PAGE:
There’s way more to love about MARY POPPINS RETURNS than not, but that doesn’t mean it’s problem-free. It has a serious pacing issue – as wonderfully candy-like and dazzling as the visuals are, the flick drags, going on way too long. Marc Shaiman’s songs are outstanding, but there are so many musical numbers that the story gets put on hold almost every time someone breaks out in song. No disrespect meant to the legendary Meryl Streep, but her appearance is the worst offender as far as time-wasting. They could’ve (and should’ve) cut her entire sequence out and the flick would be so much better for it. The unnecessary dragging got bad enough that toward the end of the flick, there’s a really awkward gap in time between the Banks’ last scenes in the house – a sloppy way to hurry up and cut to the end. And for me, by that time, whenever somebody broke out into song, I sighed with impatience and over-saturation. I just wanted to see Mary do her magic thing and see the Banks get their house back and wrap it up already.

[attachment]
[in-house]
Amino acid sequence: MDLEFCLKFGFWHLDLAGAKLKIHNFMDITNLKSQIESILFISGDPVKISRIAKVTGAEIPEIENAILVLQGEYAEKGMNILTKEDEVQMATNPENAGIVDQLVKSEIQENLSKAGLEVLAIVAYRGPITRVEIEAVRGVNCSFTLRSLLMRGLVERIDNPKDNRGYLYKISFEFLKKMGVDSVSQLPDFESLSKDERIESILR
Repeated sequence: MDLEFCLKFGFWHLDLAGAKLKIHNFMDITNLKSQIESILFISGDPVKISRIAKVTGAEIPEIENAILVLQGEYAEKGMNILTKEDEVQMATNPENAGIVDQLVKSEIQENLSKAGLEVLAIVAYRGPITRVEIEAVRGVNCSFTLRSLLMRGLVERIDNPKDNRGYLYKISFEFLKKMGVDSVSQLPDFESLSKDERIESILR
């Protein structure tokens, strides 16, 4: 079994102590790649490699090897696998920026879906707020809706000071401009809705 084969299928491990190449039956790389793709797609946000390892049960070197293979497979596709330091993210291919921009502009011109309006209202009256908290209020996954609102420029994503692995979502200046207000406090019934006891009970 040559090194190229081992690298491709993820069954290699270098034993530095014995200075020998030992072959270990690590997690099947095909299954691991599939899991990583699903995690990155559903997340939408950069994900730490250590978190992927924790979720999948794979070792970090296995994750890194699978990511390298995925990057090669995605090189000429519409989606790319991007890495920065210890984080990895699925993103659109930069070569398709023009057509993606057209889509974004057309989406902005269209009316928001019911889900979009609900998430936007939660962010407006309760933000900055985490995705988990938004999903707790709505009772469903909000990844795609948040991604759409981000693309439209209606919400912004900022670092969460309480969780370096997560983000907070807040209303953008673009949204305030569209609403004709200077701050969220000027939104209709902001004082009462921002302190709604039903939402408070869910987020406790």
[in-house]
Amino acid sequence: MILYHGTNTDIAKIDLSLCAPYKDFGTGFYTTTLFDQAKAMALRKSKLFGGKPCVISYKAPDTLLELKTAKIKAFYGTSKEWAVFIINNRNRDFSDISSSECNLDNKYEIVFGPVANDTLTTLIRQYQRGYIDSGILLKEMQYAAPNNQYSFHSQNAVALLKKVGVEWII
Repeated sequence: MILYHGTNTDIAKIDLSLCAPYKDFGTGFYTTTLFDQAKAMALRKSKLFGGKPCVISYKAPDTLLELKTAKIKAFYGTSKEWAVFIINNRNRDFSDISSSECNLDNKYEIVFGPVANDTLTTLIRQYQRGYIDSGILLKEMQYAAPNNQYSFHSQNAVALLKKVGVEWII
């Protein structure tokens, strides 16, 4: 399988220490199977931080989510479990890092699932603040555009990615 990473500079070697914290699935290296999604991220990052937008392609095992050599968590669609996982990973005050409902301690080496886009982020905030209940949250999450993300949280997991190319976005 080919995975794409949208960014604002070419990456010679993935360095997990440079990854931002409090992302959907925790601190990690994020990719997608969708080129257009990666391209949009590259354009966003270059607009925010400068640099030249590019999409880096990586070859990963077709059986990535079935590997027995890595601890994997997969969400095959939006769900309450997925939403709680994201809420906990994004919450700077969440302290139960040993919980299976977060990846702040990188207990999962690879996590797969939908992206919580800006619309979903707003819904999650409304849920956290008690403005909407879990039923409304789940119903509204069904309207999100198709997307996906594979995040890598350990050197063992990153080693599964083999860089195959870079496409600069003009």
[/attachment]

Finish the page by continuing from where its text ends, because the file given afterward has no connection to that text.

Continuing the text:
And speaking of Mary and her magic, that was the other major problem for me. While Emily Blunt’s Mary really was ‘practically perfect in every way,’ (and thankfully far less bossy than the original), the character gets kind of lost in her own movie. Once she appears, she’s front and center for a good while, of course – but the flick goes an awfully long time before introducing her.
It’s a struggle to balance attention between the story and all the main characters, especially in a musical. But too often throughout, Mary just stays silent in the background, especially during the big number at the end. I get that it’s meant to evoke the original’s ending, but to me it just came off as weird instead of bittersweet. And then Mary just takes off without a word to anyone, and nobody seeming to care that much that she’s gone, which just came off even weirder.
All that aside though, the flick is exceptionally well-crafted. It’s a candy store for your eyes and ears, and bursts with emotion. You’ll laugh, cry, sing along and tap your feet – and when you leave the theater, you’ll feel lighter and happier than when you went in. The flick’s a ‘practically perfect’ cure for the real world’s never-ending stream of bad news, negativity and meanness – and that can only be a good thing. So do yourself a favor and check it out.
Directed by: Rob Marshall
Written by: David Magee, based on the original stories by P.L. Travers
Release Date: Dec. 19, 2018
Run Time: 2 hr 10 min
Distributor: Walt Disney Pictures